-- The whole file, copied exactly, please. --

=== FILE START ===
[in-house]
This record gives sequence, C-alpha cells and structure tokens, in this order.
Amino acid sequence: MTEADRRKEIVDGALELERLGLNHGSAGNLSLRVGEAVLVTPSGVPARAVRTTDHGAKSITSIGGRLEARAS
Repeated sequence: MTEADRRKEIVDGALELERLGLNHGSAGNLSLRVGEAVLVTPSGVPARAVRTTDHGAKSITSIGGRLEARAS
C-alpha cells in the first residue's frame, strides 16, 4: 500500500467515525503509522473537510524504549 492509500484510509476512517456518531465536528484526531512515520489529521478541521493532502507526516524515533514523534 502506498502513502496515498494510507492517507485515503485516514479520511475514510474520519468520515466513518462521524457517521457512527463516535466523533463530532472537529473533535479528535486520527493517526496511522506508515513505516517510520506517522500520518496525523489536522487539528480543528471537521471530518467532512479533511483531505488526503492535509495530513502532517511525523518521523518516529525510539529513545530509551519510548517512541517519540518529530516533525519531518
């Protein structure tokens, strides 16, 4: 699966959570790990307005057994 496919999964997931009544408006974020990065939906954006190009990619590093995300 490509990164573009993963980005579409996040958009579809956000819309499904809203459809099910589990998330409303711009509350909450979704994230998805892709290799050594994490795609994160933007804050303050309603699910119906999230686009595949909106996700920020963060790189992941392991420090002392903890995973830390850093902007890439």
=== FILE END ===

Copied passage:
[in-house]
This record gives sequence, C-alpha cells and structure tokens, in this order.
Amino acid sequence: MTEADRRKEIVDGALELERLGLNHGSAGNLSLRVGEAVLVTPSGVPARAVRTTDHGAKSITSIGGRLEARAS
Repeated sequence: MTEADRRKEIVDGALELERLGLNHGSAGNLSLRVGEAVLVTPSGVPARAVRTTDHGAKSITSIGGRLEARAS
C-alpha cells in the first residue's frame, strides 16, 4: 500500500467515525503509522473537510524504549 492509500484510509476512517456518531465536528484526531512515520489529521478541521493532502507526516524515533514523534 502506498502513502496515498494510507492517507485515503485516514479520511475514510474520519468520515466513518462521524457517521457512527463516535466523533463530532472537529473533535479528535486520527493517526496511522506508515513505516517510520506517522500520518496525523489536522487539528480543528471537521471530518467532512479533511483531505488526503492535509495530513502532517511525523518521523518516529525510539529513545530509551519510548517512541517519540518529530516533525519531518
């Protein structure tokens, strides 16, 4: 699966959570790990307005057994 496919999964997931009544408006974020990065939906954006190009990619590093995300 490509990164573009993963980005579409996040958009579809956000819309499904809203459809099910589990998330409303711009509350909450979704994230998805892709290799050594994490795609994160933007804050303050309603699910119906999230686009595949909106996700920020963060790189992941392991420090002392903890995973830390850093902007890439």